Monday, August 27, 2007

Brotherly Love

You may be wondering why I haven't been more forthcoming with the blog posts recently. Why it's because my laptop has been sent away for repairs again! This time it's because the buttons on the mouse pad weren't working. So far I've been without the laptop for a little over a week. The fact that I am posting at all -- using my slow but undependable old home desktop -- is a testament to how dedicated I am to you, blog readers.

Or something like that.

Anyway, I read an interesting piece today from In an article to be published in September's Journal of Modern History entitled "Same-Sex Couples Creating Households in Old Regime France: The Uses of the Affrèrement," Professor Allan Tulchin of Shippensburg University in Pennsylvania (I'd never heard of it either) claims to have uncovered evidence of a sort of same-sex civil union which was sanctioned by law in France and other European nations over 600 years ago.

An affrèrement (which the article renders in English as "brotherment") was a civil contract executed before witnesses and a notary in which two men would swear to live as brothers and share "un pain, un vin, et une bourse" ("a bread, a wine, and a purse"). This meant that the two men would live as part of the same household and that they would jointly own property much like the community property of a married couple.

This contract may have originated when two or more brothers jointly inherited their father's estate and would continue to live together under the same roof. But Tulchin points out that there were also affrèrements recorded between two non-related men. One can only speculate as to the nature of these " brothers' " friendship but Tulchin suggests that some of these relationships were probably romantic/sexual in nature. He concludes that there is significant evidence that men in medieval France used affrèrement to formalize "same-sex loving relationships."

Similar to affrèrement, is a religious ceremony performed in Eastern Orthodox Churches from the early Christian era through to the present called adelphopoiesis (αδελφοποίησις) in which two members of the same sex are joined together as brothers or sisters. In his controversial book Same-sex Unions in Premodern Europe, Yale Professor John Boswell asserts that these are essentially same-sex unions sanctioned by the church and he even goes so far as to suggest that perhaps Christian hostility to homosexual unions is not so ancient as one might think.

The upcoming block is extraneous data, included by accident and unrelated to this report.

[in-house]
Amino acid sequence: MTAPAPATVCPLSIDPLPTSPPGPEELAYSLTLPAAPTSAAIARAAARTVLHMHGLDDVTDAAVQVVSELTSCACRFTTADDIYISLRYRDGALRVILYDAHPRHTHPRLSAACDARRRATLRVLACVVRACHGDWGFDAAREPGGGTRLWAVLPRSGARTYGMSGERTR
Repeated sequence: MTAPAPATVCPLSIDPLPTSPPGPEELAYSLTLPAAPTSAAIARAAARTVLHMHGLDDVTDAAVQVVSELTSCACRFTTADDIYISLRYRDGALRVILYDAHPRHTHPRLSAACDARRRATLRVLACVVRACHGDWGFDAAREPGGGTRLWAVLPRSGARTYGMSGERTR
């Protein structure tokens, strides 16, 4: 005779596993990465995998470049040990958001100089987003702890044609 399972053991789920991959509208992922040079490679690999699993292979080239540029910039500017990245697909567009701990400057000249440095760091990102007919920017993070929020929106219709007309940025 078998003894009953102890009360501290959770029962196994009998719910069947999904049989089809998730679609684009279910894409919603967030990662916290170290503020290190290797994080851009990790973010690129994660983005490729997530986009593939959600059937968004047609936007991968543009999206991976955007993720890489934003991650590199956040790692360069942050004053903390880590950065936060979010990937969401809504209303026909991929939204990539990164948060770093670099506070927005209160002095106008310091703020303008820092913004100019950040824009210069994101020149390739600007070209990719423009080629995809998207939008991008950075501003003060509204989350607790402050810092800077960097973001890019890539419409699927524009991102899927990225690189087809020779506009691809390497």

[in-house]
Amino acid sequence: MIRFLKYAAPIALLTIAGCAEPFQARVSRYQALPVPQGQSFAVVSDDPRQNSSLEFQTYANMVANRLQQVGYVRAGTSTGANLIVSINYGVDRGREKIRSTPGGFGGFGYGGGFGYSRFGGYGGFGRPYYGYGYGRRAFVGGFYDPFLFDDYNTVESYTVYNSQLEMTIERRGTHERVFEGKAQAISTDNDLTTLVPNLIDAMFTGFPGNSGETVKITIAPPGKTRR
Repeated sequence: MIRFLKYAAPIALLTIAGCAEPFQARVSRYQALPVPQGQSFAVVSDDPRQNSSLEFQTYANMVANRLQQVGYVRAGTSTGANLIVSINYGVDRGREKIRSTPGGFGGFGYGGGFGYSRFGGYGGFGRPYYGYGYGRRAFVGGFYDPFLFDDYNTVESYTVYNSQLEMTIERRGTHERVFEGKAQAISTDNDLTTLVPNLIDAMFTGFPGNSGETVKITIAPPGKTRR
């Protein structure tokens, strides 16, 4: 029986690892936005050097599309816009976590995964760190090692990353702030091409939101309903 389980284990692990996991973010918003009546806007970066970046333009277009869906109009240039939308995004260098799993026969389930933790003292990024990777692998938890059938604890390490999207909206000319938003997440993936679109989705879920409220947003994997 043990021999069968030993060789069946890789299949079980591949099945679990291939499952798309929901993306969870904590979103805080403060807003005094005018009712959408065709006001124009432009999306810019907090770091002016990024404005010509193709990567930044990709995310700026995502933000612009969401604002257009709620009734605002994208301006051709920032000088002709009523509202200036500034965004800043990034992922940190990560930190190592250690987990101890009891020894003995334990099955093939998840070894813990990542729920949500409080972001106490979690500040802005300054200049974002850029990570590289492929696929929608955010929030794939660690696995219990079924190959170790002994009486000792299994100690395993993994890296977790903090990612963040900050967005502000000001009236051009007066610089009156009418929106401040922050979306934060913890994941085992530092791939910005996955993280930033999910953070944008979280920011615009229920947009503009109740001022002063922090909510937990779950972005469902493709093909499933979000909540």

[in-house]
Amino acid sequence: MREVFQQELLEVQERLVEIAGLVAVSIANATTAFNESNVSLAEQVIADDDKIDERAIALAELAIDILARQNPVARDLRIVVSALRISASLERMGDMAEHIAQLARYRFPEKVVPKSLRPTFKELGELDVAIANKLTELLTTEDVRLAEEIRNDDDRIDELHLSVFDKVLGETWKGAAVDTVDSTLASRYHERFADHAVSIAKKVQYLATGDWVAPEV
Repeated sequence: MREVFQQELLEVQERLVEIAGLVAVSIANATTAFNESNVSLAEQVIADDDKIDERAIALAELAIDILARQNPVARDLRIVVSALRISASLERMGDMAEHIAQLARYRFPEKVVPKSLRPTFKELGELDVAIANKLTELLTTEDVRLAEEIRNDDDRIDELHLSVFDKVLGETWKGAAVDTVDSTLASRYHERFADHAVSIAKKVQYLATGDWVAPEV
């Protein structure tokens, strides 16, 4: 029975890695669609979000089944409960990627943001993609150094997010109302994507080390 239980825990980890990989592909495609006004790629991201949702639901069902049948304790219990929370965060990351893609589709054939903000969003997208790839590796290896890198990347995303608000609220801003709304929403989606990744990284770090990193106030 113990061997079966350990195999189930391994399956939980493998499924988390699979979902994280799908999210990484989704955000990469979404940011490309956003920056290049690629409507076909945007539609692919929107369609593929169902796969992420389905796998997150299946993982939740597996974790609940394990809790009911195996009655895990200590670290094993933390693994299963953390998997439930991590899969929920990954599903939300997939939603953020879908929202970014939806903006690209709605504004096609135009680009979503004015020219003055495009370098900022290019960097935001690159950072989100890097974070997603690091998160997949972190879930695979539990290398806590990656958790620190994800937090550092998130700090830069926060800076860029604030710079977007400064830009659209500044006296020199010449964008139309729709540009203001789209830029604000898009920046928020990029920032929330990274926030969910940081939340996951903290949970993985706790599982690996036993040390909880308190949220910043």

Critics of Boswell's scholarship point out that adelphopoiesis was probably more akin to a "blood brotherhood" or a spiritual brotherhood between monks and that there is no implication these quasi-fraternal relationships would be sexual in nature let alone that the church was blessing such sexual activity. I found one response to the book, rejecting Boswell's assertion, in which a female professor relates the interesting story about how she and a colleague were bonded in such a ceremony presided over by a Syriac archbishop at the Church of the Holy Sepulchre in Jerusalem. After wrapping their arms together using part of his robe and reciting prayers over their heads, the archbishop declared that they were united as sisters and that they should never quarrel.

I believe that Boswell's critics are most certainly correct when they state that this sacrament was envisioned as creating spiritual, platonic siblings, but that doesn't mean that there was no messin' going on between any of the recipients.

In closing, I just think that affrèrement is a fun word to say, and I don't know why gay people today don't use it. I also want everyone to know that I got an 8 out of 10 on's sex quiz.

1 comment:

Josie said...

i got 8 out of 10 as well :)